Service Examples
ER Wait Times: 58-year-old Michael Herrara of Dallas died of a heart attack
after an estimated 19 hours in the local Hospital ER
Some ERs now post expected wait times online / via Apps
It takes typically 45 days do get approval on a mortgage; Strong link
between wait times and conversion
Waiting times for drive-through at McDonalds: 159 seconds; Long queues
deter customers to join
Production Examples
=> Make-to-order vs Make-to-Stock

Prof. Christian Terwiesch

## Five Reasons for Inventory

Pipeline inventory: you will need some minimum inventory because of the flow time >0
Seasonal inventory: driven by seasonal variation in demand and constant capacity
Cycle inventory: economies of scale in production (purchasing drinks)
Safety inventory: buffer against demand (Mc Donalds hamburgers)
Decoupling inventory/ buffers: buffers between several internal steps

Source: De Groote
Prof. Christian Terwiesch

Process Analysis
Multiple flow units

Foreign Dep.
m=2
20
min/app
Contact faculty/
other persons
Foreign acc.

## 3 cases per hour

Regular
11 cases per hour
4 cases per hour EZ form

File
File
m=1
3 min/app

Department
Contact
prior
m=3
employers

15 min/app
Department
Benchmark
8 min/app

Print invoice
m=1
Confirmation
letter2 min/app

## Steps for Basic Process Analysis with Multiple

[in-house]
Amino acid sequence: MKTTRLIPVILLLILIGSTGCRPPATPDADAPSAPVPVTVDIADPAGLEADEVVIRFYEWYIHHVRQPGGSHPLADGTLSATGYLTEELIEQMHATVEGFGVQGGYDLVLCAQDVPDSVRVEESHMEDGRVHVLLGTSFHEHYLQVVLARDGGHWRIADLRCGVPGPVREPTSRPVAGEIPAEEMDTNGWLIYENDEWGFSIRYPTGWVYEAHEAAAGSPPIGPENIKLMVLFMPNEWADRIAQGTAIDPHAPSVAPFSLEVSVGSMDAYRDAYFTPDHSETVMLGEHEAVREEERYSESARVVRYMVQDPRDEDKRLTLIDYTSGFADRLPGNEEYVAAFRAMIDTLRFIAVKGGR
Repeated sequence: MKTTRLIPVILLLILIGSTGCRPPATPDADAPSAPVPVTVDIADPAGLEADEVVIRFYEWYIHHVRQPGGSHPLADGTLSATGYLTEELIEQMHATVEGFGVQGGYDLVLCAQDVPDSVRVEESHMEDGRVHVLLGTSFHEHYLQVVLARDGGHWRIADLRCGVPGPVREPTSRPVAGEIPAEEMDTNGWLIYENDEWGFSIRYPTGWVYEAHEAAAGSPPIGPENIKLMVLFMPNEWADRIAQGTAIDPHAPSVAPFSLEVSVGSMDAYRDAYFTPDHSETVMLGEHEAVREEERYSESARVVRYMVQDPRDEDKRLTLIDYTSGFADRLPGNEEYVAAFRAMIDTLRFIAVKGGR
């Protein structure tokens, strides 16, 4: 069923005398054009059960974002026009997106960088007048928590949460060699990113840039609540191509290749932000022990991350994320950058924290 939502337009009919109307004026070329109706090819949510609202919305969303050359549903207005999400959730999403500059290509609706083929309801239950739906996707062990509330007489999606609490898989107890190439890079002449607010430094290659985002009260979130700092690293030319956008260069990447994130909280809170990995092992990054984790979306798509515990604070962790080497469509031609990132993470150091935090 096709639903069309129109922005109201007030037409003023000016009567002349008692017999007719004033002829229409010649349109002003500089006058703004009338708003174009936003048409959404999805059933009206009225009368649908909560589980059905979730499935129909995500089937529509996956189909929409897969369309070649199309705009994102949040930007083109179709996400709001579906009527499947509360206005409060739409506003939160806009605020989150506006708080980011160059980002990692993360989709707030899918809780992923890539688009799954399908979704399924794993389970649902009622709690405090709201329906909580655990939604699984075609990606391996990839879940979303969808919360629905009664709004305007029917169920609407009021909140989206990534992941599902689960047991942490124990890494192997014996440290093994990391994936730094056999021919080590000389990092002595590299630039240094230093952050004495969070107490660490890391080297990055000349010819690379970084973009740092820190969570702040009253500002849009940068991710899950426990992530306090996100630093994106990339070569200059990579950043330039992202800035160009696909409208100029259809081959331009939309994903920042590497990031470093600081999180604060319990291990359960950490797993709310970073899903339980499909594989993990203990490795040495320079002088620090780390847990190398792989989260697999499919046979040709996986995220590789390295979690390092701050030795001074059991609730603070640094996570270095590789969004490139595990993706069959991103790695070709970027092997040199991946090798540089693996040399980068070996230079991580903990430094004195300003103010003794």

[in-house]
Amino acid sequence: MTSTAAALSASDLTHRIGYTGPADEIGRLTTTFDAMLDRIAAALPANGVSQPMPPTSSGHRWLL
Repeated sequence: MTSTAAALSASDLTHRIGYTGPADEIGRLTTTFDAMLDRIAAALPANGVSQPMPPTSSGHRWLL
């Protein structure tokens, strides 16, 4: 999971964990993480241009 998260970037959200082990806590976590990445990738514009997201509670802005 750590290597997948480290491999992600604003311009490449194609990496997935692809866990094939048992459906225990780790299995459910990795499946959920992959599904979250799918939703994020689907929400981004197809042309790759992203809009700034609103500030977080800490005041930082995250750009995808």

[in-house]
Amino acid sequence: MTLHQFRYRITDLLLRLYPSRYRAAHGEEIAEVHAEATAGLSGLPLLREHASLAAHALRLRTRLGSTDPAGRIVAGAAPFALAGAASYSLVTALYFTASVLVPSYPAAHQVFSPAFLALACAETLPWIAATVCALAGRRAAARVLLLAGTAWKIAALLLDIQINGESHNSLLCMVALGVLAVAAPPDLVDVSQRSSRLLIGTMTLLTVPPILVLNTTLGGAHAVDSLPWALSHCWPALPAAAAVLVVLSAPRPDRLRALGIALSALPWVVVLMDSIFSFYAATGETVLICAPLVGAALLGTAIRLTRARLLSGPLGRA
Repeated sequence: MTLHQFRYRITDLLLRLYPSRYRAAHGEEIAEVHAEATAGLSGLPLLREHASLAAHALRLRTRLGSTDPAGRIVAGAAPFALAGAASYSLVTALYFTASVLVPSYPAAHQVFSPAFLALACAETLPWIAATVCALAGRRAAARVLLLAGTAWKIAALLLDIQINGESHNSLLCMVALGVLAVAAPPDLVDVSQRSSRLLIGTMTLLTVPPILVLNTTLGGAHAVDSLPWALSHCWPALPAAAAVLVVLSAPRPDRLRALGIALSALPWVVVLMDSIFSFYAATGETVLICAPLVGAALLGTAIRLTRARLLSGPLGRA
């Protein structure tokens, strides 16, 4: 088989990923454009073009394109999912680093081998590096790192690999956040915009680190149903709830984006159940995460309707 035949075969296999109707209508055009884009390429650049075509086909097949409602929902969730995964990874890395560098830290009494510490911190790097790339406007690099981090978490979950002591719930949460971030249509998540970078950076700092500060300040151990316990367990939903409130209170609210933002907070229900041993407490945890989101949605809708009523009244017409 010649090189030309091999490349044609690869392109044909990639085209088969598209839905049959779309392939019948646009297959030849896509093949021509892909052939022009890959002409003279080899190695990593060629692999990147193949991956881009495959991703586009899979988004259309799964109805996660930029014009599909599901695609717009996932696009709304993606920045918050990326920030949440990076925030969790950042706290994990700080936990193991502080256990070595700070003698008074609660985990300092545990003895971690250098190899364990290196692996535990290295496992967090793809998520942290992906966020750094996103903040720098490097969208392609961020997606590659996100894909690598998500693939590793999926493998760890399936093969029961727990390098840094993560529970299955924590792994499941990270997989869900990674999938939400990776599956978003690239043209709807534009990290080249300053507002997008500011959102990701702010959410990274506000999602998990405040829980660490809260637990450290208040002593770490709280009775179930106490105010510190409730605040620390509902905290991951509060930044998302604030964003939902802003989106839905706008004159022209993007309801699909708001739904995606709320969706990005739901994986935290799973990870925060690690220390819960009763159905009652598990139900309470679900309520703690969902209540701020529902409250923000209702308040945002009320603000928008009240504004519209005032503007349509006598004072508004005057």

Types of Flow Units
1.
2.
3.
4.
5.

For each resource, compute the number of minutes that the resource can
produce
Create a process flow diagram, indicating how the flow units go through
the process
Create a table indicating how much workload each flow unit is consuming
at each resource
Compute the implied utilization of each resource as

## The resource with the highest implied utilization is the bottleneck

Note: you can also find the bottleneck based on calculating capacity for each step
and then dividing the demand at this resource by the capacity
Prof. Christian Terwiesch

## Processes with Attrition Loss

Where is the Bottleneck?

Pitches

Scripts

Processing time

2 days

10 days

Resources
(250 days per year)

5 judges

3 script writers

2/6

6/20

20/70

70/500

500 ideas
per year

Pilots
30 days
2 pilot teams

Shows
70 days
2 Series crews

New
Series
200 days
1 Main crew